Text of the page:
The city of Mautern by the Danube looks back on a long history. When the Romans annexed the Celtic kingdom "Regnum Noricum" in the first century AD, they began to build fortified military camps in the new border region. In the course of this, the Favianis fort was probably built in the area of today's city of Mautern. In Mautern there are still traces of Roman settlement in many places. The structural remains of the camp with the impressive, largest still preserved Roman wall north of the Alps bring ancient Roman history to life. In order to preserve the rich cross-border ancient heritage in the future, the transnational site "Danube Limes" was entered on the UNESCO World Heritage List in 2021.
Here in and around Mautern there are several buildings that shape the townscape: for example, the second oldest Danube bridge in Austria, built in 1463, which was replaced in 1895 by the steel truss bridge that still exists today.
Almost four kilometers southeast of Mautern, the Göttweig Benedictine Abbey is enthroned on the eastern edge of the Wachau World Heritage Region at around 400 meters above sea level. The imposing baroque building is not only a magnet for guests from all over the world, but also the spiritual center of a community of around 45 monks. The monastery, also known as the “Austrian Montecassino” due to its spectacular location, was founded in 1083 and is now part of the market town of Furth near Göttweig. Not much has been preserved from the original medieval structure: in 1718 a devastating fire destroyed large parts of the monastery. The imperial court architect Johann Lucas von Hildebrandt was responsible for the subsequent Baroque construction and rebuilding of the monastery. This is how the monumental imperial staircase, the “Kaiserstiege”, with a ceiling fresco by Paul Troger from 1739 was created, one of the most beautiful and largest baroque staircases in Europe.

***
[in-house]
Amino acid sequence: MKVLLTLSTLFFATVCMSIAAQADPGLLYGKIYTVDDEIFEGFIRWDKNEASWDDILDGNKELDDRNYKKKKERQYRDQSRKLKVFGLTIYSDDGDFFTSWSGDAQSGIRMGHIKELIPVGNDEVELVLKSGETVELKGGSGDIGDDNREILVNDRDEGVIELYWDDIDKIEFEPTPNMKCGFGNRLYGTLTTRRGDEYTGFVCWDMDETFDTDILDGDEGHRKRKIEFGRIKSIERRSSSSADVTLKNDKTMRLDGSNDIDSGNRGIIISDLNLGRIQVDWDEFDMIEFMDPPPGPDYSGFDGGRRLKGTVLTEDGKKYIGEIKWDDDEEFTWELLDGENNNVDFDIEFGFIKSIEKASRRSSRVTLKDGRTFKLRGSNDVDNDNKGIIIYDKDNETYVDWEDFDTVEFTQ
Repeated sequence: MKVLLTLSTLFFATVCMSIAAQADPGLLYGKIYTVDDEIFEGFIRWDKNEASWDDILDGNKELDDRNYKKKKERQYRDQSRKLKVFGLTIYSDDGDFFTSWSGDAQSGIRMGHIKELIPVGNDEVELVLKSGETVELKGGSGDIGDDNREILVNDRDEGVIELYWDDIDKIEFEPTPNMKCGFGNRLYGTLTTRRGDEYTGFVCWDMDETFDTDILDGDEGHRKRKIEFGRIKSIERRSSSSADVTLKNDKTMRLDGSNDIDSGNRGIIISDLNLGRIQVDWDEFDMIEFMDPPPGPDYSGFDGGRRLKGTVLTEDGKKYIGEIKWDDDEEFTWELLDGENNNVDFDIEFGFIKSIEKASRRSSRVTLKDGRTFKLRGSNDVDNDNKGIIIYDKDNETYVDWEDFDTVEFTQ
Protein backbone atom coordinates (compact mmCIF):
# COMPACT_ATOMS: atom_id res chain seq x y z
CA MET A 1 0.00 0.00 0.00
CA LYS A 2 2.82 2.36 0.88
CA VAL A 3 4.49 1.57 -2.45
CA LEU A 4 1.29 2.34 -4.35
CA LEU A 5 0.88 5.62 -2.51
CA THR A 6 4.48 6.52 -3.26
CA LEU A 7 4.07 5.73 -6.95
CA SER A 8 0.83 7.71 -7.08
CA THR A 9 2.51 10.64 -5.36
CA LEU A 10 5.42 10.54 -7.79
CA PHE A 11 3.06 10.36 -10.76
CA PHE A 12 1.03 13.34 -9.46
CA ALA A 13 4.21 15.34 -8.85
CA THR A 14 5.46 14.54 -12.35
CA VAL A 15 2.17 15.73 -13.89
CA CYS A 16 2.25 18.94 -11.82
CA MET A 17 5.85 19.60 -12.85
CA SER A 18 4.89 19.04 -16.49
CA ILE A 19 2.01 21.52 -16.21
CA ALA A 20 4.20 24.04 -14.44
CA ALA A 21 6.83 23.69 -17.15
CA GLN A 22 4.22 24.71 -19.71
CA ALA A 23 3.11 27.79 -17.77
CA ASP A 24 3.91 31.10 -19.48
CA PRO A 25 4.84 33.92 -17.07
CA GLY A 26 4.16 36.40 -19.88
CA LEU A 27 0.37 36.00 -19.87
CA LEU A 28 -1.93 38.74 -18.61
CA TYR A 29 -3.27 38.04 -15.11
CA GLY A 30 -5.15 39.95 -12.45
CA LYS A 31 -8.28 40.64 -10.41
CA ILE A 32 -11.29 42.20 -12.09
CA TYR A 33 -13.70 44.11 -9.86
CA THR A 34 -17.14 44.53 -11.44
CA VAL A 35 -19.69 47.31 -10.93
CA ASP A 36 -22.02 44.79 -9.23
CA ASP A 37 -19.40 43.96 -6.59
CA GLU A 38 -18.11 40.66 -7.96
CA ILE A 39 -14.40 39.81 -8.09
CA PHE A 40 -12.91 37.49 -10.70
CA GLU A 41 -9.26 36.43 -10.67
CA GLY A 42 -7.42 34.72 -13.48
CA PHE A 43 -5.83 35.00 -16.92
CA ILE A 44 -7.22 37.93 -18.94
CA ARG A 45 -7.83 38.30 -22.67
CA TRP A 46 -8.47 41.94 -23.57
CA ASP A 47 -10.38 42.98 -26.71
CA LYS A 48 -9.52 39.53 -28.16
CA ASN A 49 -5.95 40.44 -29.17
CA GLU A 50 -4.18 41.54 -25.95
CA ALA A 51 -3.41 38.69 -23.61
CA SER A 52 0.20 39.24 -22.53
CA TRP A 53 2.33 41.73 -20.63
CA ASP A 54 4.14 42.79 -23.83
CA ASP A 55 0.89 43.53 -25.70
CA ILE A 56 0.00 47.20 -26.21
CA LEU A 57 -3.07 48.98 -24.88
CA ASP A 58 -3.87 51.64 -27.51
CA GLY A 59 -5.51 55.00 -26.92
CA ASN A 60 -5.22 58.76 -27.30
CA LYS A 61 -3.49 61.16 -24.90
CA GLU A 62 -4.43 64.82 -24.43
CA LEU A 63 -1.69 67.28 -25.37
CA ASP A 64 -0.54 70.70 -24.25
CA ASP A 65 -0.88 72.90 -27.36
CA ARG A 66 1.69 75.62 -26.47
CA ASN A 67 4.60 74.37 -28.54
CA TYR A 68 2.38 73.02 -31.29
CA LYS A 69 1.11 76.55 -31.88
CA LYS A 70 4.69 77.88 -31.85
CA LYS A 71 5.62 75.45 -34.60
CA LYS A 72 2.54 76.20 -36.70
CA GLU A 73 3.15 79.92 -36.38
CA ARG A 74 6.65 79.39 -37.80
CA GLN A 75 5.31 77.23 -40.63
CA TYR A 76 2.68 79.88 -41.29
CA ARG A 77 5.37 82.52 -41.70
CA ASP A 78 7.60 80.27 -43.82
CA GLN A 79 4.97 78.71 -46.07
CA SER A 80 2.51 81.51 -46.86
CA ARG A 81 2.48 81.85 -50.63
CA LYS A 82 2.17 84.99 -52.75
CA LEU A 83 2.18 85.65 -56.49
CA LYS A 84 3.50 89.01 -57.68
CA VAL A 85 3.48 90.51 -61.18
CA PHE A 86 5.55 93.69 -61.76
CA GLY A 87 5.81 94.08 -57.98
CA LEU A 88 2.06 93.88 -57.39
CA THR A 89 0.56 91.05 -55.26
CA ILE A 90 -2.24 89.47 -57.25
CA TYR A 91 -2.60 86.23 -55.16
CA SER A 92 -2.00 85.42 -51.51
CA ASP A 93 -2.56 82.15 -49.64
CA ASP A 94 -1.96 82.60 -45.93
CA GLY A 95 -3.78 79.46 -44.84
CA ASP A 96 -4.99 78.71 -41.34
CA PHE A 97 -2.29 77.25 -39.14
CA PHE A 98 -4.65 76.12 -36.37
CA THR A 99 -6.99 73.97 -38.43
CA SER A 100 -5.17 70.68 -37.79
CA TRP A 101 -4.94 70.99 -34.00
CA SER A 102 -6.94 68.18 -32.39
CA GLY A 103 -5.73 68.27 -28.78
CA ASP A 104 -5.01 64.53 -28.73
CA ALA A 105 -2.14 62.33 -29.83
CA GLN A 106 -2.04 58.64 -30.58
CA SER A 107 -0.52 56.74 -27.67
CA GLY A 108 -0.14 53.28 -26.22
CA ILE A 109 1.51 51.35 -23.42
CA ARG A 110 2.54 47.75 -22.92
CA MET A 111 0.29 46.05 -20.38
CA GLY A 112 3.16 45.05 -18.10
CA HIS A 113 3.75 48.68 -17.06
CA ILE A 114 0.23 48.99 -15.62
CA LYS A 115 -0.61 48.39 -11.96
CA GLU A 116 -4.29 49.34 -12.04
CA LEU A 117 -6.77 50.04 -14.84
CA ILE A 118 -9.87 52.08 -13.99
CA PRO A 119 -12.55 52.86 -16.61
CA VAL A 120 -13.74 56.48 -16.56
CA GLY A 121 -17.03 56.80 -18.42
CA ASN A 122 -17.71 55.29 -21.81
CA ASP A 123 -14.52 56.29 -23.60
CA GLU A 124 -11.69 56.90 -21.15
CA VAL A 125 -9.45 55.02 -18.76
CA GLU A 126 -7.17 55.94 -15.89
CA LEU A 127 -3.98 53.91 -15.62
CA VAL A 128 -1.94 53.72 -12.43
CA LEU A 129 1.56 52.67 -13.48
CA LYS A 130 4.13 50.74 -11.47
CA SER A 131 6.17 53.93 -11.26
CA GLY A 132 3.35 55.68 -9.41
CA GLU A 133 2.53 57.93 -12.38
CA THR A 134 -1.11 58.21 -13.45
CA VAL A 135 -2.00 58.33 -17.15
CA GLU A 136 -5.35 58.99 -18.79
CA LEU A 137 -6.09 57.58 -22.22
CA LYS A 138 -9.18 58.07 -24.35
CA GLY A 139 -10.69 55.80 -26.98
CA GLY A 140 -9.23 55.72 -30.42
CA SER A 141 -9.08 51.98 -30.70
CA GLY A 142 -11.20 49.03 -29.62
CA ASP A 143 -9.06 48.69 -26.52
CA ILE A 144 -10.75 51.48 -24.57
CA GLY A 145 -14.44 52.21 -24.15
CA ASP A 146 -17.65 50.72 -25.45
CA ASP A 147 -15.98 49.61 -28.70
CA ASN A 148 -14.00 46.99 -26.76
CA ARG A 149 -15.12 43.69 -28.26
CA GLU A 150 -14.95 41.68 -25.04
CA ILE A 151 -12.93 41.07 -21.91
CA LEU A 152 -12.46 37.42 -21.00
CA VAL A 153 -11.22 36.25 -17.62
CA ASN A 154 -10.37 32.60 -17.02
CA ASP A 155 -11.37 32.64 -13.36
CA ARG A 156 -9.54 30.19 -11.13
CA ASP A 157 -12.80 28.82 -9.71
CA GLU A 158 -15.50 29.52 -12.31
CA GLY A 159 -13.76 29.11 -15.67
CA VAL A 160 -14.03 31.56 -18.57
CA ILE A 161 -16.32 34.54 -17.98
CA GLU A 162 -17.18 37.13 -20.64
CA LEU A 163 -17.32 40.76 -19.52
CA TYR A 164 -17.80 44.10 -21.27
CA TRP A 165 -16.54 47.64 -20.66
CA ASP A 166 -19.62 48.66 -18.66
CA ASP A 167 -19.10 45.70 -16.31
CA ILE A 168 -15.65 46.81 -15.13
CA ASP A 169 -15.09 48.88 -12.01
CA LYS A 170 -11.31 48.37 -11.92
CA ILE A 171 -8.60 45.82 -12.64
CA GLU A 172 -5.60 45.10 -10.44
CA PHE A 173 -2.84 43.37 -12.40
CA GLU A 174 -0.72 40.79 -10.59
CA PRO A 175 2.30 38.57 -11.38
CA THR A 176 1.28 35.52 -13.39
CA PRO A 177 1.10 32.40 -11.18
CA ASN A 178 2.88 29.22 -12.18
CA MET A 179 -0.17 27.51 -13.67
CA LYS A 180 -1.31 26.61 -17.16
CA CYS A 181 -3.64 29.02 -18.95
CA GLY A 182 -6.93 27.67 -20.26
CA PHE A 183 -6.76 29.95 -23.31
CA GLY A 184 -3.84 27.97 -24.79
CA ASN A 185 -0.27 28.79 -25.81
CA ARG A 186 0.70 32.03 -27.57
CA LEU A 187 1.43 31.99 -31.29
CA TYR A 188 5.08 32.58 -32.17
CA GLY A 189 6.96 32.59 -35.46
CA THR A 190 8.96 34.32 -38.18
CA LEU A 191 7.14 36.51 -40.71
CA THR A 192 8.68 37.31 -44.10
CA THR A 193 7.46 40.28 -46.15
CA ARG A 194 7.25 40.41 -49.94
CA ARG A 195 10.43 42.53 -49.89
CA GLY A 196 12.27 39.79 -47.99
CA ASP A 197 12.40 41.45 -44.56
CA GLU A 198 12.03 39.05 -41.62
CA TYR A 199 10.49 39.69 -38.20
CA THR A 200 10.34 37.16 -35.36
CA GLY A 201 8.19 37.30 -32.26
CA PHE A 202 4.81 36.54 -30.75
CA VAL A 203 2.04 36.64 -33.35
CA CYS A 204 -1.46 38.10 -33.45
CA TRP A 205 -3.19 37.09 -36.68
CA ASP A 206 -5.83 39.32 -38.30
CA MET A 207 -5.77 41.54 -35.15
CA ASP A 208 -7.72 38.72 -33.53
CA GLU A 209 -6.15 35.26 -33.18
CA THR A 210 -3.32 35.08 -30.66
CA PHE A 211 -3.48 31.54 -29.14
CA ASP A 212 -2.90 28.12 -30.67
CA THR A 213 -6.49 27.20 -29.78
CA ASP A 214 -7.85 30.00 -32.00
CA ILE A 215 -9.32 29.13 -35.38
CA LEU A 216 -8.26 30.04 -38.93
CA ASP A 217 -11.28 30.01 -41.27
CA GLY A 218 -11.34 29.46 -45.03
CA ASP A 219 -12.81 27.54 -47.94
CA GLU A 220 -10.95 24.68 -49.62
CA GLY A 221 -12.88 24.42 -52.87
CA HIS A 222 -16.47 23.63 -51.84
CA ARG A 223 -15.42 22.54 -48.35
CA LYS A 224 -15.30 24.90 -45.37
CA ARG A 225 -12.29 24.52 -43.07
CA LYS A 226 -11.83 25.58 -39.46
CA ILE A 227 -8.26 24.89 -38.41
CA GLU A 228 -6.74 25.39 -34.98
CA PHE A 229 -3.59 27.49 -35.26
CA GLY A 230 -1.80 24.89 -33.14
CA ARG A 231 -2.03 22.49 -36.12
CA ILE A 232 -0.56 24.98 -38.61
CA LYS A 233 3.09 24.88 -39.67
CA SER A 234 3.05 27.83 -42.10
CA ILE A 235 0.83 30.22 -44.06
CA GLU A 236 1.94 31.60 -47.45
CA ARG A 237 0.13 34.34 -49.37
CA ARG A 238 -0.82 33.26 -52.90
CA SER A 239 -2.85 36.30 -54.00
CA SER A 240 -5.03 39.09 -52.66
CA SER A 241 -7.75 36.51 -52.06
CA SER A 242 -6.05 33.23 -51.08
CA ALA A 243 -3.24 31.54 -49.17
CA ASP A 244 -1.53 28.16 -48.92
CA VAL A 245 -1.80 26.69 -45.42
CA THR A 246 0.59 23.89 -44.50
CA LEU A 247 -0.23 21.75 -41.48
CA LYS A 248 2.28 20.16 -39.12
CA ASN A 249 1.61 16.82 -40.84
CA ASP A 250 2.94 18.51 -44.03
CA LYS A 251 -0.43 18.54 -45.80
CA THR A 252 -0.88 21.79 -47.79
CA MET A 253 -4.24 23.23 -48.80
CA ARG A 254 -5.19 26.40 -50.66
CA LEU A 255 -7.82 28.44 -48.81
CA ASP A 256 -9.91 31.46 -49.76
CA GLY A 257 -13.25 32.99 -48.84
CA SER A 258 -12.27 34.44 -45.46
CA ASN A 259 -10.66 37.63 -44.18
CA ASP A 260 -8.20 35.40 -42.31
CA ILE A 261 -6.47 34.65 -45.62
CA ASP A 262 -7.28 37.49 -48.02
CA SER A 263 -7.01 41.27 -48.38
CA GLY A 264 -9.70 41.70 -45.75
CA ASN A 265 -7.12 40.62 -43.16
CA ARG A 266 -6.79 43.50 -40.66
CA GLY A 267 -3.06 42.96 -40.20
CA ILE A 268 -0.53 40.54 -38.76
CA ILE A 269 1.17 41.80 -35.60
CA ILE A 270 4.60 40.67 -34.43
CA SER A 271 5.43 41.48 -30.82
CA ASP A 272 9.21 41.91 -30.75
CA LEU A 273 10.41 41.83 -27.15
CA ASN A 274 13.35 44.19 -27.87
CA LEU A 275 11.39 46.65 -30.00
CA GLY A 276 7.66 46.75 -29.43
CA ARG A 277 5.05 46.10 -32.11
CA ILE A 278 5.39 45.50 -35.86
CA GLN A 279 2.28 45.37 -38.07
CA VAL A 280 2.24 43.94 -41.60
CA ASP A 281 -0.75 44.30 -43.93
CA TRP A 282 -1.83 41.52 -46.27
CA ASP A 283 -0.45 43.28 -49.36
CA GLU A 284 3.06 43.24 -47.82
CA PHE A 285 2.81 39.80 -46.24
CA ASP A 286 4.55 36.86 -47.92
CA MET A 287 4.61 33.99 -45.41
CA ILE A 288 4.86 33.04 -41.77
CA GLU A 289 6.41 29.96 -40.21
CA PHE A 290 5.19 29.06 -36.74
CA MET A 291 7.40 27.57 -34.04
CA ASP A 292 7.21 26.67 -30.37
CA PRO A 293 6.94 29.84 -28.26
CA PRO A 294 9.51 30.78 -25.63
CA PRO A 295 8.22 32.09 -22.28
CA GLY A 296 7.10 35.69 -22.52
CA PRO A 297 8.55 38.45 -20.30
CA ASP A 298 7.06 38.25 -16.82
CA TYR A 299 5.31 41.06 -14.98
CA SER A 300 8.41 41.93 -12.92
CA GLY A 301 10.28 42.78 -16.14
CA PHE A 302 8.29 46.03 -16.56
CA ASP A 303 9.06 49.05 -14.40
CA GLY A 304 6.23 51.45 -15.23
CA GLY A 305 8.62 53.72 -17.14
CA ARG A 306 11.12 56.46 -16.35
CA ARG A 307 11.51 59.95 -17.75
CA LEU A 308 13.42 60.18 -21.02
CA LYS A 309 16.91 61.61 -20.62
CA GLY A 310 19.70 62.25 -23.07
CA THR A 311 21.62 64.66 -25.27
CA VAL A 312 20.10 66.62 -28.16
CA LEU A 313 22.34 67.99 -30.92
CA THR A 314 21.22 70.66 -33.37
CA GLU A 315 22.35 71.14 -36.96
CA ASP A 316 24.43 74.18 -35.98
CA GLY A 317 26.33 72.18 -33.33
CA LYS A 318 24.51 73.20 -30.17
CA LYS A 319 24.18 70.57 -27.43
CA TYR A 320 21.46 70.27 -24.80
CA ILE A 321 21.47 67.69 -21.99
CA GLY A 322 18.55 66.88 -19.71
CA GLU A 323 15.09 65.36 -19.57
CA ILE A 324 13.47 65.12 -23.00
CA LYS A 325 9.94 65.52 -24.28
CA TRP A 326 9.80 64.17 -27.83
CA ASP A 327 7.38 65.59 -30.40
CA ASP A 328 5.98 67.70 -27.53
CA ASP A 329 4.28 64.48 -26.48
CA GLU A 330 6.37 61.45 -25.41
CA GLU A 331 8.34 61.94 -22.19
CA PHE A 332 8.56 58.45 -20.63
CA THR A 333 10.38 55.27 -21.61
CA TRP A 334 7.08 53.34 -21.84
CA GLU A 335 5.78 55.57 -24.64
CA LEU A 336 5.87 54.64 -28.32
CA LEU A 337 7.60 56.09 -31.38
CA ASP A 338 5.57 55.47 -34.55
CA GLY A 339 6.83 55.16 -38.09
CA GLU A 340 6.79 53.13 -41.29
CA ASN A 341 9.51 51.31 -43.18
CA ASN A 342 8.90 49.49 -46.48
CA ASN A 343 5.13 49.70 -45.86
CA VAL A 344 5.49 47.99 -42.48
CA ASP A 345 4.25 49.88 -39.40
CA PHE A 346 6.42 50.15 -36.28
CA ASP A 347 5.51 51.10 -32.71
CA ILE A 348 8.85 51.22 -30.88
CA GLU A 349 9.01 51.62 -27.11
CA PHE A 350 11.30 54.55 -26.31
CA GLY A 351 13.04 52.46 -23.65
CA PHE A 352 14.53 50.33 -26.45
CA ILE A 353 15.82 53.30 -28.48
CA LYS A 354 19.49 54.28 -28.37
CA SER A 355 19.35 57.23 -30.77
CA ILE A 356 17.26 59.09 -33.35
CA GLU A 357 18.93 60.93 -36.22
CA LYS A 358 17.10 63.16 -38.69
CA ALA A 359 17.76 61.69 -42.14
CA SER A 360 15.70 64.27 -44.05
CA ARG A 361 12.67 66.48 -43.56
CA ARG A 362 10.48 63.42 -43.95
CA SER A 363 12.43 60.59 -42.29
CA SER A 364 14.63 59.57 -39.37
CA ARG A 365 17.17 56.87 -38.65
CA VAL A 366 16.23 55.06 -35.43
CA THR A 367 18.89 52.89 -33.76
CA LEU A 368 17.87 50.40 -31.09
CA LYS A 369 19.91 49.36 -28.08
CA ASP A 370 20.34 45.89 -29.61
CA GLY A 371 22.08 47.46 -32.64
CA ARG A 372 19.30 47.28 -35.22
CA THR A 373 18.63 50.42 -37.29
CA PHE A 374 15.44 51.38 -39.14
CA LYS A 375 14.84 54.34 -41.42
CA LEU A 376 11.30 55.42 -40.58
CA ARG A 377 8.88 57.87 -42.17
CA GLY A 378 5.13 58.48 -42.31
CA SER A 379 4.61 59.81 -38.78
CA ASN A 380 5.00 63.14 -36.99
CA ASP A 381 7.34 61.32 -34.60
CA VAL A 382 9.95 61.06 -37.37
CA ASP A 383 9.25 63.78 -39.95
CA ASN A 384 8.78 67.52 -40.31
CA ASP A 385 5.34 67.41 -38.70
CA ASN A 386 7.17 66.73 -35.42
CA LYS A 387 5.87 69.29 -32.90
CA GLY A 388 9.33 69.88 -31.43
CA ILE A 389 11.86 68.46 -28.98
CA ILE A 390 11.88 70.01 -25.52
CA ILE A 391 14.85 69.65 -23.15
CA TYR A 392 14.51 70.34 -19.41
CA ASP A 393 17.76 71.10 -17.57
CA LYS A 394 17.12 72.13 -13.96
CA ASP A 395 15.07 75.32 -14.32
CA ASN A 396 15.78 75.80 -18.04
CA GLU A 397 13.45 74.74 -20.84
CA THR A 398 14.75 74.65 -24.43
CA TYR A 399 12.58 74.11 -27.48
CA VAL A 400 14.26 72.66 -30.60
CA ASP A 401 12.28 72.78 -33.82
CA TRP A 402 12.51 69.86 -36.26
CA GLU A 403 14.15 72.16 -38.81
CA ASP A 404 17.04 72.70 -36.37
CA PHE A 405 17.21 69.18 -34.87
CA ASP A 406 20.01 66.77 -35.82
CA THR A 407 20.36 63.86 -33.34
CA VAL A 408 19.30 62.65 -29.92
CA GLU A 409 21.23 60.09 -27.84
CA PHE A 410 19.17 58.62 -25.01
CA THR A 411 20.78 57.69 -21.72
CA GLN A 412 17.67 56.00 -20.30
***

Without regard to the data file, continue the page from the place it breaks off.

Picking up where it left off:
Supported by the Federal Province of Lower Austria and the European Union (LEADER).